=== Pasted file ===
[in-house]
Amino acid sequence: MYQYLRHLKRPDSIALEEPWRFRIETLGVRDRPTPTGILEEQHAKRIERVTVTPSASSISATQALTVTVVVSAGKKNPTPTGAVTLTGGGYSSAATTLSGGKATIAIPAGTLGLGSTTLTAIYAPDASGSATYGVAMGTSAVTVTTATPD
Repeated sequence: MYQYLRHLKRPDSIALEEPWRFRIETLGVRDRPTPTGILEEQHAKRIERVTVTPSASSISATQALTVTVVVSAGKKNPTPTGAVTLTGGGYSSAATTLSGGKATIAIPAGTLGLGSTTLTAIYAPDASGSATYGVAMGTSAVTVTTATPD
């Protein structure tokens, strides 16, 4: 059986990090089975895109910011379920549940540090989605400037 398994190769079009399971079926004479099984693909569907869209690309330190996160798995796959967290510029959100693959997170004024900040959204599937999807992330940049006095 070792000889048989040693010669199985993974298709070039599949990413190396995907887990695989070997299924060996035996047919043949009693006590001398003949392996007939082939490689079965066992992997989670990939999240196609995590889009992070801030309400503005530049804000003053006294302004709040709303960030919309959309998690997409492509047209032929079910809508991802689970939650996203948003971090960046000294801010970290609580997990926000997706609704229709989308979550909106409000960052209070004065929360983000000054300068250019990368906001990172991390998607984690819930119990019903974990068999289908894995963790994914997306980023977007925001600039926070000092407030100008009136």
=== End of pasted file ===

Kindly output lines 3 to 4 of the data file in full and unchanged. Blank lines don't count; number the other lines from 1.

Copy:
Repeated sequence: MYQYLRHLKRPDSIALEEPWRFRIETLGVRDRPTPTGILEEQHAKRIERVTVTPSASSISATQALTVTVVVSAGKKNPTPTGAVTLTGGGYSSAATTLSGGKATIAIPAGTLGLGSTTLTAIYAPDASGSATYGVAMGTSAVTVTTATPD
């Protein structure tokens, strides 16, 4: 059986990090089975895109910011379920549940540090989605400037 398994190769079009399971079926004479099984693909569907869209690309330190996160798995796959967290510029959100693959997170004024900040959204599937999807992330940049006095 070792000889048989040693010669199985993974298709070039599949990413190396995907887990695989070997299924060996035996047919043949009693006590001398003949392996007939082939490689079965066992992997989670990939999240196609995590889009992070801030309400503005530049804000003053006294302004709040709303960030919309959309998690997409492509047209032929079910809508991802689970939650996203948003971090960046000294801010970290609580997990926000997706609704229709989308979550909106409000960052209070004065929360983000000054300068250019990368906001990172991390998607984690819930119990019903974990068999289908894995963790994914997306980023977007925001600039926070000092407030100008009136």